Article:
|(con. 1970) Cat from Hué 785: The sky jockey [i.e. a pilot] can see it all in three dimensions.|
|You Got Nothing Coming 228: He will, however, create a penciled blueprint for your favorite prison tat gun jockey.|
|Pain Killers 50: I myself had dodged AIDS back in my needle jockey days, but not that hepatitis C.|
|Thrill City [ebook] I knew I’d be stuck desk jockeying at first.|
|OG Dad 5: I’ve had hepatitis C for decadesm, since my stint as a professional needkle jockey, back in my days as a dope fiend.|
(c) any form of driver, esp. of cabs, buses.
|Indoor Sports 24 Dec. [synd. cartoon] By George that’s some motorcycle you have, and say, you’re some jockey.|
|Camion Cartoons 6 Jan. 10: We got a ride on a truck, the driver of which would be a wonder as a tank jockey.|
|Runyon on Broadway (1954) 81: The jockey who is driving the short goes so fast.‘Blood Pressure’ in|
|‘Hotel Sl.’ in AS XIV:3 Oct. 240/1: jockey Elevator operator.|
|‘The Jitney Man’ [lyrics] I’m the jitney man; / A regular jockey I am, / Any place you want to go / I can take you fast or slow.|
|Long Wait (1954) 73: The bell-boys and hack jockey weren’t important enough to try a stunt like that.|
|Chronicle-Telegram (Elyria, OH) 5 Nov. 21/6: Some Damon Runyonisms remain fixtures [...] ‘jockey’ for cabdriver.|
|No Red Ribbons (1968) 197: Skipper, it’s been nigh on a year and a half since they hog-tied us jockies.|
|Go-Boy! 109: I was so shaken at being scared by some nutty car jockey.|
|Cadillac Beach 189: Mahoney read the letter and began smiling. ‘Underwood jockey. Regular Spillane.’.|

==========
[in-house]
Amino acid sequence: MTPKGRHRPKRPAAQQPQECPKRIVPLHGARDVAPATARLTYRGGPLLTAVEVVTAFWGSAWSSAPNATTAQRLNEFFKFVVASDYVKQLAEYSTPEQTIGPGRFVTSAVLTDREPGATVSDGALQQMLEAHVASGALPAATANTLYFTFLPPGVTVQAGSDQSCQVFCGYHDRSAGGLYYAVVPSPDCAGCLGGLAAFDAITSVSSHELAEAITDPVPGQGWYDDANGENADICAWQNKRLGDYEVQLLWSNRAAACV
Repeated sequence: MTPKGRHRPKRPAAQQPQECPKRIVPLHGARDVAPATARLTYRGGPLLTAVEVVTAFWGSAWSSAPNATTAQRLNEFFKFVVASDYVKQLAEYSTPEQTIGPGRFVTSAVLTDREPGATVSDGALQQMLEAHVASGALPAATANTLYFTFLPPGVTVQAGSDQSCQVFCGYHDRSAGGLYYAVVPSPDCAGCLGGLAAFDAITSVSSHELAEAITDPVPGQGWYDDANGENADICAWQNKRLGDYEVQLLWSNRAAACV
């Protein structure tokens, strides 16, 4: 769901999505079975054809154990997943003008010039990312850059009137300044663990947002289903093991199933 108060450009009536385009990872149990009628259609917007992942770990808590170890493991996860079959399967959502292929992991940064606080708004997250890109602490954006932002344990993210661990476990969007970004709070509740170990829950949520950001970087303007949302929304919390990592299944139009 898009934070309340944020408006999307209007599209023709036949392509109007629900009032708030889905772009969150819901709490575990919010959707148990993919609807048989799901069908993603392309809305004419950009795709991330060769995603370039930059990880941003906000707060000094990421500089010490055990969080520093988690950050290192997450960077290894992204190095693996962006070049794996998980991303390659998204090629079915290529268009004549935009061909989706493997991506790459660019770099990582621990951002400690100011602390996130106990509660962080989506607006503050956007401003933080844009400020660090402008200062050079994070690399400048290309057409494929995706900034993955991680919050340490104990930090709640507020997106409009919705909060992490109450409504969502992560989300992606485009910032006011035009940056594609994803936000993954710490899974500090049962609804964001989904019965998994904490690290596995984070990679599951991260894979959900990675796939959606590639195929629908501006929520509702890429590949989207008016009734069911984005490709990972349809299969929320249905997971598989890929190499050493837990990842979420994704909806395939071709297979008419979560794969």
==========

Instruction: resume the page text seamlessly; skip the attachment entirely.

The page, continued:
|Killing Pool 56: You can hear the screech of the right turn [...] I can only begin to imagine the roasting the jockey will get from Lanky’s gang.|
4. (Aus.) a tramp who illegally rides freight trains.
|Dly Mercury (Mackay, Qld) 22 June 22/4: A certain police sergeant down south makes the capture of ‘jockeys’ his hobby, and is on the job night and day. He walks along by the side of a goods train dressed like a tramp rattling a billy-can. At every, likely looking waggon he sings out, ‘Any room in there, mate?’ The stowaway venturing a reply lives to regret it.|
5. (US Und.) a horse thief.
|Life In Sing Sing 249: Jockey. Horse-thief.|
|Keys to Crookdom 409: Jockey. Horse thief.|
6. a pimp.
|‘Hotel Sl.’ in AS XIV:3 Oct. 240/1: jockey [...] pimp.|
7. (UK Und.) a gang member.
|Cockney Cavalcade 21: Mac’s contempt was cutting. ‘You’re only trying to make out you’re a brave “jockey,” that’s all.’.|
8. a whore’s client.
|Third Degree (1931) 156: This game was pulled some time ago on one of the best-known and supposedly ‘wisest’ jockeys in the country.|
|Signs of Crime 189: Jockey See John.|
9. (US) in homosexual uses.
(a) a homosexual tramp.
|Criminal Sl. (rev. edn).|
(b) a masculine lesbian.
|Sex Variants.‘Lang. of Homosexuality’ Appendix VII in Henry|
|Homosexual Generation Ch. xvi: A Pimp: She does not work and is supported by the earnings of other female prostitutes. She is a jockey or top sergeant. She dresses like a man and although she is white, she often prefers to live with a colored girl.|
|Playboy’s Book of Forbidden Words.|
10. (gypsy) a general term of address, e.g. Hello jockey.
|Sat. Night and Sun. Morning 16: Jacky, you young jockey.|
11. (UK Und.) a policeman.
|Ghost Squad 25: Thieves’ argot, spoken properly, is a foreign language which needs to be learned [...] ‘bogies’ or ‘jockeys’ are policemen and ‘bladder’ (bladder of lard) means New Scotland Yard.|
12. a user of drugs or one who is habituated, e.g. hop-jockey, drug addict, horse-jockey, heroin user.
|Narcotics Lingo and Lore 93: Jockey – An addiction narcotic, in allusion to the jockey’s attachment to and mastery of his mount.|
13. (US) a male sexual partner.
|Cunning Linguist (1973) 43: [E]ven though she looked no more than twenty-two, I could tell she’d been to the races before. She’d obviously just never had a jockey as big as me.|
14. (Irish und.) a sex offender, a rapist.
|The Joy (2015) [ebook] He’s not just a normal rapist. He raped auld ones and kids as well. He is hated, even among the other jockeys.|
(Irish) sexual intercourse and a slice of bacon.
|Salesman 338: The jockey’s breakfast, Homer. A rasher and a ride.|